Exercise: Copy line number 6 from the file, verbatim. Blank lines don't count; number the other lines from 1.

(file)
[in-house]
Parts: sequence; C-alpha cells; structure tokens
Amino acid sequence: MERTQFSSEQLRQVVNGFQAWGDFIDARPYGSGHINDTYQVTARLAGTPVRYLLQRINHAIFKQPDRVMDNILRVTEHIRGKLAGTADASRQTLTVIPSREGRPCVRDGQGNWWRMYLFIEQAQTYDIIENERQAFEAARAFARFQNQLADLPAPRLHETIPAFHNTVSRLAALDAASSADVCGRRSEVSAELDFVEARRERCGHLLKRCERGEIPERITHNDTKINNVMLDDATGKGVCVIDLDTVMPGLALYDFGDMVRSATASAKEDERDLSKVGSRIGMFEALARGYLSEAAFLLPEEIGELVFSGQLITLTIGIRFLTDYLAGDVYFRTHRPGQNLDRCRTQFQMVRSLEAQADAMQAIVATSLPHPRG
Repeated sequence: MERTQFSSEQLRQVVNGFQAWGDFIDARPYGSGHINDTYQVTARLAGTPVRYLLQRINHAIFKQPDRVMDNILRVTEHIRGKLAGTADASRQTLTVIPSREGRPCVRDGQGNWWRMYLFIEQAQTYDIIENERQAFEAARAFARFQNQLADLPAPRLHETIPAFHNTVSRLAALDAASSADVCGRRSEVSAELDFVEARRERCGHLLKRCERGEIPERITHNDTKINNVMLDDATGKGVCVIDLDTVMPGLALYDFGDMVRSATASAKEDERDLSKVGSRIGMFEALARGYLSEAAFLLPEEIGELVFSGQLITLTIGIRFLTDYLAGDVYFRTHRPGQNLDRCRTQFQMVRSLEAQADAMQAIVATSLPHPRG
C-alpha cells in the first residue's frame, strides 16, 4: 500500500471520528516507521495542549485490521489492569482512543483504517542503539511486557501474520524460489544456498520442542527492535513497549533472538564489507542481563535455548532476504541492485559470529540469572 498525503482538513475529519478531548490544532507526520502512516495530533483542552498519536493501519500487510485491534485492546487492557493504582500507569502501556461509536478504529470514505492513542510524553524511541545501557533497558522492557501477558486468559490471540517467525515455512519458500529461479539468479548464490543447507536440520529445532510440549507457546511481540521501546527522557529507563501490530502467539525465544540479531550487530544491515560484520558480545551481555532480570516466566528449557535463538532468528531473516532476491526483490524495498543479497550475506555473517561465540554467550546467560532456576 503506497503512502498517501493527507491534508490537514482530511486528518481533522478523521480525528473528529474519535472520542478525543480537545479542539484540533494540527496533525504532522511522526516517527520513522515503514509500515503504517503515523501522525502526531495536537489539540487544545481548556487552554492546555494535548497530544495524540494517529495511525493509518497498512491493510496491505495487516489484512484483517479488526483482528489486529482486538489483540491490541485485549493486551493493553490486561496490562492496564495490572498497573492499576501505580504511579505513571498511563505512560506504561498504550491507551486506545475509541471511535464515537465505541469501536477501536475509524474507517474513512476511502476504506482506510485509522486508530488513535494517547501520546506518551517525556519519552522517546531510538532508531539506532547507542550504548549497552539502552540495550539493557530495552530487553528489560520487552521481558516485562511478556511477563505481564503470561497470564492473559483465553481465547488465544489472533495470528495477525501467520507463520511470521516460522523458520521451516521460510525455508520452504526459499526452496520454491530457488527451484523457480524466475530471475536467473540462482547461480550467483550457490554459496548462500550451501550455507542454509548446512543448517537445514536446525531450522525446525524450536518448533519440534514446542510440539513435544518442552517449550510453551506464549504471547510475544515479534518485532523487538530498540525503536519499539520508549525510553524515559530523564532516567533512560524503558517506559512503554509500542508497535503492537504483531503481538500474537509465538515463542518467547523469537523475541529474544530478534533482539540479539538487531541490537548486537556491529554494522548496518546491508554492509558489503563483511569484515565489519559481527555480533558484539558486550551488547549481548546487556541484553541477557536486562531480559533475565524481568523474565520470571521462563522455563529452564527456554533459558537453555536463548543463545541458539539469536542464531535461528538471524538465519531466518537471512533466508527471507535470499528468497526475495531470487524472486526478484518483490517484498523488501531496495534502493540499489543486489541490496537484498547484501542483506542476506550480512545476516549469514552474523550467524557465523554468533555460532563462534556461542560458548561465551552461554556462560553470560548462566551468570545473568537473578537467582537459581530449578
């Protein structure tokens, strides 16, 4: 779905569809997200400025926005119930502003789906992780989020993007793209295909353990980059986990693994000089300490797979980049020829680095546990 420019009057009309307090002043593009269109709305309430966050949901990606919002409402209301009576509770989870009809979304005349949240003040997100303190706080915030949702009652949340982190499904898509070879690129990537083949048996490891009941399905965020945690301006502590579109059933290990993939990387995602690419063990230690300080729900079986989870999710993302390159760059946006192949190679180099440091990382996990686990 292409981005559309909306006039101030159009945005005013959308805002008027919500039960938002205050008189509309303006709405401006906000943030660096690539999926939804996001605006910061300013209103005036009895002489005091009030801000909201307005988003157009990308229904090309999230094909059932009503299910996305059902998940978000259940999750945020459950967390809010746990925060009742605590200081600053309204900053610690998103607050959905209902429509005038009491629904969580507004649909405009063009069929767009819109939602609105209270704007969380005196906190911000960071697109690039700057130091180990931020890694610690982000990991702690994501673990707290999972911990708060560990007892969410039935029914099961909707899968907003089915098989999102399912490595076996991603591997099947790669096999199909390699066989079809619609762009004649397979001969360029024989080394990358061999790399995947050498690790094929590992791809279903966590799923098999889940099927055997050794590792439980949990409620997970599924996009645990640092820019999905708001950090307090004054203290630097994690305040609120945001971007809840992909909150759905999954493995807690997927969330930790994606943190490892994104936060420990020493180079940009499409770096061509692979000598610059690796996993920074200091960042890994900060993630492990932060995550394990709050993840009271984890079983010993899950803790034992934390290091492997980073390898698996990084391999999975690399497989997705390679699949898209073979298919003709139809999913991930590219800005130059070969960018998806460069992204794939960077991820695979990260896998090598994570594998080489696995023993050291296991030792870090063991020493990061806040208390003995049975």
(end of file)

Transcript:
């Protein structure tokens, strides 16, 4: 779905569809997200400025926005119930502003789906992780989020993007793209295909353990980059986990693994000089300490797979980049020829680095546990 420019009057009309307090002043593009269109709305309430966050949901990606919002409402209301009576509770989870009809979304005349949240003040997100303190706080915030949702009652949340982190499904898509070879690129990537083949048996490891009941399905965020945690301006502590579109059933290990993939990387995602690419063990230690300080729900079986989870999710993302390159760059946006192949190679180099440091990382996990686990 292409981005559309909306006039101030159009945005005013959308805002008027919500039960938002205050008189509309303006709405401006906000943030660096690539999926939804996001605006910061300013209103005036009895002489005091009030801000909201307005988003157009990308229904090309999230094909059932009503299910996305059902998940978000259940999750945020459950967390809010746990925060009742605590200081600053309204900053610690998103607050959905209902429509005038009491629904969580507004649909405009063009069929767009819109939602609105209270704007969380005196906190911000960071697109690039700057130091180990931020890694610690982000990991702690994501673990707290999972911990708060560990007892969410039935029914099961909707899968907003089915098989999102399912490595076996991603591997099947790669096999199909390699066989079809619609762009004649397979001969360029024989080394990358061999790399995947050498690790094929590992791809279903966590799923098999889940099927055997050794590792439980949990409620997970599924996009645990640092820019999905708001950090307090004054203290630097994690305040609120945001971007809840992909909150759905999954493995807690997927969330930790994606943190490892994104936060420990020493180079940009499409770096061509692979000598610059690796996993920074200091960042890994900060993630492990932060995550394990709050993840009271984890079983010993899950803790034992934390290091492997980073390898698996990084391999999975690399497989997705390679699949898209073979298919003709139809999913991930590219800005130059070969960018998806460069992204794939960077991820695979990260896998090598994570594998080489696995023993050291296991030792870090063991020493990061806040208390003995049975």